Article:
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Global File System

GFS2 is a cluster file system. It allows a cluster of computers to
simultaneously use a block device that is shared between them (with FC,
iSCSI, NBD, etc).  GFS2 reads and writes to the block device like a local
file system, but also uses a lock module to allow the computers coordinate
their I/O so file system consistency is maintained.  One of the nifty
features of GFS2 is perfect consistency -- changes made to the file system
on one machine show up immediately on all other machines in the cluster.

GFS2 uses interchangable inter-node locking mechanisms. The currently
supported methods are:

  lock_nolock -- does no real locking and allows gfs to be used as a
  local file system

  lock_dlm -- uses a distributed lock manager (dlm) for inter-node locking
  The dlm is found at linux/fs/dlm/

Lock_dlm depends on user space cluster management systems found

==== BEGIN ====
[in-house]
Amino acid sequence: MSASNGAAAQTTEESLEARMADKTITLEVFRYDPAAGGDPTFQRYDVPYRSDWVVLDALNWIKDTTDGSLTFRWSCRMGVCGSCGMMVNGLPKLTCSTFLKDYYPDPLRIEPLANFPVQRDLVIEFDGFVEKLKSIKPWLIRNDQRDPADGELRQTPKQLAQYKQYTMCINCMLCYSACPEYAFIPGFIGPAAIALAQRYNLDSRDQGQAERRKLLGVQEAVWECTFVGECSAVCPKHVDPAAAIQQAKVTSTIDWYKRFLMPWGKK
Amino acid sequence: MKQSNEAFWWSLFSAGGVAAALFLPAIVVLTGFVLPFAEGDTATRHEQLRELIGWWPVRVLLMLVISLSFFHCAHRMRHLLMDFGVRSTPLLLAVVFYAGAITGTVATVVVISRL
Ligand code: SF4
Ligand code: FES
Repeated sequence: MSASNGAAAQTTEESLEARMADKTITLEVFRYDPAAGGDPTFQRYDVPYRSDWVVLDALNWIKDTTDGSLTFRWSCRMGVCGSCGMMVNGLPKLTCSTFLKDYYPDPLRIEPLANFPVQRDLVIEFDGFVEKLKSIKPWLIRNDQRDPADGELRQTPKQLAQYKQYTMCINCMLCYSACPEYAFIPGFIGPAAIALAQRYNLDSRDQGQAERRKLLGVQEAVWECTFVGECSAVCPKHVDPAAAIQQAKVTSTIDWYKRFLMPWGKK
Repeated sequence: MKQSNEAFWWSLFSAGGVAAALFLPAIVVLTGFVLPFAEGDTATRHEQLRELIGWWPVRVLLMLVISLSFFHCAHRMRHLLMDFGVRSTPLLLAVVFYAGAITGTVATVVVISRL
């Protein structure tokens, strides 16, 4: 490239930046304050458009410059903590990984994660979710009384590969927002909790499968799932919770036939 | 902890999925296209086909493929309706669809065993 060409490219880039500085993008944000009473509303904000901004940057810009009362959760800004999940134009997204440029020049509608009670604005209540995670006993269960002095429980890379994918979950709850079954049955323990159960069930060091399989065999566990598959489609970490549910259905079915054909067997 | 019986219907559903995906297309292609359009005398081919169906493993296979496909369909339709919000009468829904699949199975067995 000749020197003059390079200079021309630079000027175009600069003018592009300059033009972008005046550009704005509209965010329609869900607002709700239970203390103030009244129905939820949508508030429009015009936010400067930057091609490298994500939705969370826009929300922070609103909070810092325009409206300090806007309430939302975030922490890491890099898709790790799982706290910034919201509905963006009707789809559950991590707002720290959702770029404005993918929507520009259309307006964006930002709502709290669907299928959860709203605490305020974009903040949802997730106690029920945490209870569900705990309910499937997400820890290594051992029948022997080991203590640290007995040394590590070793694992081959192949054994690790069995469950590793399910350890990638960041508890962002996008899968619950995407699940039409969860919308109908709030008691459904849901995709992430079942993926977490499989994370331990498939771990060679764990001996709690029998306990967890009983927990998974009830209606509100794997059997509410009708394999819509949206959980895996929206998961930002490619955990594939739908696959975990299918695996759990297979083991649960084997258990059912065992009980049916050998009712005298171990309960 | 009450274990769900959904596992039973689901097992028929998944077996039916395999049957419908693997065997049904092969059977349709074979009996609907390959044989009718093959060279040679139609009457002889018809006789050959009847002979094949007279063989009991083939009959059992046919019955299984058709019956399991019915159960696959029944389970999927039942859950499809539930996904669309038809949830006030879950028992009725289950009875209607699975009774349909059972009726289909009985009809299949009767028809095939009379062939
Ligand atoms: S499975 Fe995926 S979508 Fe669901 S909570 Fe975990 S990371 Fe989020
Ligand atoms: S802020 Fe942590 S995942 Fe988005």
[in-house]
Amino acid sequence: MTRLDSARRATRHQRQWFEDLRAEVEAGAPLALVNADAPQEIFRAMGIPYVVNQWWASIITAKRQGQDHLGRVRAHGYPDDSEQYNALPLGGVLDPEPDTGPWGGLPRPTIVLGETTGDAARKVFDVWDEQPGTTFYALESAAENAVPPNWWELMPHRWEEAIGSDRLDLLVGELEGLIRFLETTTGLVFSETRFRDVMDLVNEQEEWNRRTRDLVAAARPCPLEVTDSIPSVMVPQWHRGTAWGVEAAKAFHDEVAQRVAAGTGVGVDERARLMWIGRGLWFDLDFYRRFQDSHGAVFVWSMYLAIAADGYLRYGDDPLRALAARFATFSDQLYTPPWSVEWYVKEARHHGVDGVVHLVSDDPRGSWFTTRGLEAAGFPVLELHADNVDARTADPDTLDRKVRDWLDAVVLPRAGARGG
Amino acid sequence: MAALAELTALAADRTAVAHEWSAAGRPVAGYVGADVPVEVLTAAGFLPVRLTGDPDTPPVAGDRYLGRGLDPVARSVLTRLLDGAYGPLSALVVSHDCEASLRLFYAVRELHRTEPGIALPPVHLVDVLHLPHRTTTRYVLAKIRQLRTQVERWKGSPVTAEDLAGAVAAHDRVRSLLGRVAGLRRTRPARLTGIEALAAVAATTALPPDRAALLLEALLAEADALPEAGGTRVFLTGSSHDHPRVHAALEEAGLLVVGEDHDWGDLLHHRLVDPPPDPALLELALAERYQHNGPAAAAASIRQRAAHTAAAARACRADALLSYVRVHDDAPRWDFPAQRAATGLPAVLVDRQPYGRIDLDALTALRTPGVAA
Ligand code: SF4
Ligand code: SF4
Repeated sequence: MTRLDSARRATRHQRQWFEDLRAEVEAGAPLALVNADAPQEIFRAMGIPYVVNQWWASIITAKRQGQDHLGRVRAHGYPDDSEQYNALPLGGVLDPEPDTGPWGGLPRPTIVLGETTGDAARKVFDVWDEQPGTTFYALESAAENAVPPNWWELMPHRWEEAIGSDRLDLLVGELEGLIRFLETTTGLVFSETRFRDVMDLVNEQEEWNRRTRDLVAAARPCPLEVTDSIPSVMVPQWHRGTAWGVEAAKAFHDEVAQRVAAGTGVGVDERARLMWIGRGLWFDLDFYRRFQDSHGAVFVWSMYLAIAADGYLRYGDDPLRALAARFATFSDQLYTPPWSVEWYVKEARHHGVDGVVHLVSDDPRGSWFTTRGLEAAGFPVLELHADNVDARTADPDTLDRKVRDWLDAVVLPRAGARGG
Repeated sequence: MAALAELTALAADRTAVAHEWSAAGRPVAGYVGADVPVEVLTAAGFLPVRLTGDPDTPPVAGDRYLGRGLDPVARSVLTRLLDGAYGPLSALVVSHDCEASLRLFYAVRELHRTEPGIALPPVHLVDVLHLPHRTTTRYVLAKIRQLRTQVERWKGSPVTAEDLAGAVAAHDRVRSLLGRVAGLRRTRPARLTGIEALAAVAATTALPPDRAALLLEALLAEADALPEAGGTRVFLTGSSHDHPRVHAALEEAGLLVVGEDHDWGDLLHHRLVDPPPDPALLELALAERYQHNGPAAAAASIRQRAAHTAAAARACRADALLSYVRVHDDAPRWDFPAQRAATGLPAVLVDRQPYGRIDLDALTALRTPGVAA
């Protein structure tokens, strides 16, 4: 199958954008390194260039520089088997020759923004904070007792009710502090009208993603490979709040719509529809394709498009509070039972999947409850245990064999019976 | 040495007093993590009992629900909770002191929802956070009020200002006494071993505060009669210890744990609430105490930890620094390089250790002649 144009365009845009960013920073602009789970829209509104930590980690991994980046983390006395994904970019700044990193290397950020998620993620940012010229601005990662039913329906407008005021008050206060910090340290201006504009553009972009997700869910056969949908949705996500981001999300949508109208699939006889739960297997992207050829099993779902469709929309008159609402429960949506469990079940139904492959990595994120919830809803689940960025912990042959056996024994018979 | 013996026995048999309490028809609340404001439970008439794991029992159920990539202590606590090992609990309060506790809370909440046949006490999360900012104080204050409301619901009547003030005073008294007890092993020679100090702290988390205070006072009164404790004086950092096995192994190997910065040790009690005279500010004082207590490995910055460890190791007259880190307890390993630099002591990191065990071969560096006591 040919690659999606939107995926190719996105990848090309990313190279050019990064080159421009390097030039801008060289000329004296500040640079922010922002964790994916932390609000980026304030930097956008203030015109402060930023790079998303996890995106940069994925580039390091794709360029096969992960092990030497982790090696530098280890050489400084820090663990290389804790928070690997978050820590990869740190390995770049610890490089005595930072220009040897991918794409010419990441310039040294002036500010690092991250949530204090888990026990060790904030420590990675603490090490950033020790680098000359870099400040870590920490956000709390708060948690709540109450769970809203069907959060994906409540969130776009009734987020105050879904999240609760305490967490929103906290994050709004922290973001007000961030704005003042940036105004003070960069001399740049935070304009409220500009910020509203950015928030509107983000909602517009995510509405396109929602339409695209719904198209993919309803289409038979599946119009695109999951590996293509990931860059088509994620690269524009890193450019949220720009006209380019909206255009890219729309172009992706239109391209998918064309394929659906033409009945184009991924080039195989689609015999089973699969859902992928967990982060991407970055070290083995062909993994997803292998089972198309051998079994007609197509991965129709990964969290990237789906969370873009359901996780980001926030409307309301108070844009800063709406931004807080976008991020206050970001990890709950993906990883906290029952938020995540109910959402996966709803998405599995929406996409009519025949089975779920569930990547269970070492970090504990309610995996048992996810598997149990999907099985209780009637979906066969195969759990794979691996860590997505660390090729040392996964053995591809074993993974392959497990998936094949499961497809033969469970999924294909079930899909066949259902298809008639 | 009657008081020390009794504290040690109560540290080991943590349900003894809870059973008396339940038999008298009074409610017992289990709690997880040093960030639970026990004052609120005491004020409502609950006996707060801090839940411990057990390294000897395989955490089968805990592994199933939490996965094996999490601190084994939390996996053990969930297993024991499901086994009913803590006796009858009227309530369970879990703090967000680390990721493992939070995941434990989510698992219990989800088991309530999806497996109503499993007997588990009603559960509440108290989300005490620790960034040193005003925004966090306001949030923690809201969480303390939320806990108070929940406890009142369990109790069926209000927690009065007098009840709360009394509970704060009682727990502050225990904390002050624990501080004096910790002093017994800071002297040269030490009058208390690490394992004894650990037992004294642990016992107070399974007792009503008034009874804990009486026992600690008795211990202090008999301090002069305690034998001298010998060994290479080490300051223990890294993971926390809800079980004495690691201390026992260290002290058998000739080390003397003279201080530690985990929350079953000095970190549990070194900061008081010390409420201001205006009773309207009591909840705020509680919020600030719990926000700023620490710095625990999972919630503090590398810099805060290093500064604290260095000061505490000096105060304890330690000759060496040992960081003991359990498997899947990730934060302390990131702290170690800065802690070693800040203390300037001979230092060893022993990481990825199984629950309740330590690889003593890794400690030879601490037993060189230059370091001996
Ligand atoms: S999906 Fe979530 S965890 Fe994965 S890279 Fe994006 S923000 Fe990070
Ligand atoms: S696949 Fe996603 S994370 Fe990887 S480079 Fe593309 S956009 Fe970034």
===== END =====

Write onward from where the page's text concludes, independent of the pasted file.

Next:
at the URL above.

To use GFS2 as a local file system, no external clustering systems are
needed, simply:

  $ gfs2_mkfs -p lock_nolock -j 1 /dev/block_device
  $ mount -t gfs2 /dev/block_device /dir

GFS2 is not on-disk compatible with previous versions of GFS, but it does
use a very smilar on-disk format, so that upgrading a filesystem can be
done in place and makes relatively few changes. Upgrading a filesystem
to GFS2 is not currently reversible.

The following man pages can be found at the URL above:
  mkfs.gfs2	to make a filesystem
  fsck.gfs2	to repair a filesystem
  gfs2_grow	to expand a filesystem online
  gfs2_jadd	to add journals to a filesystem online
  gfs2_tool	to manipulate, examine and tune a filesystem
  gfs2_quota	to examine and change quota values in a filesystem
  gfs2_convert	to convert a gfs filesystem to gfs2
  mount.gfs2	to find mount options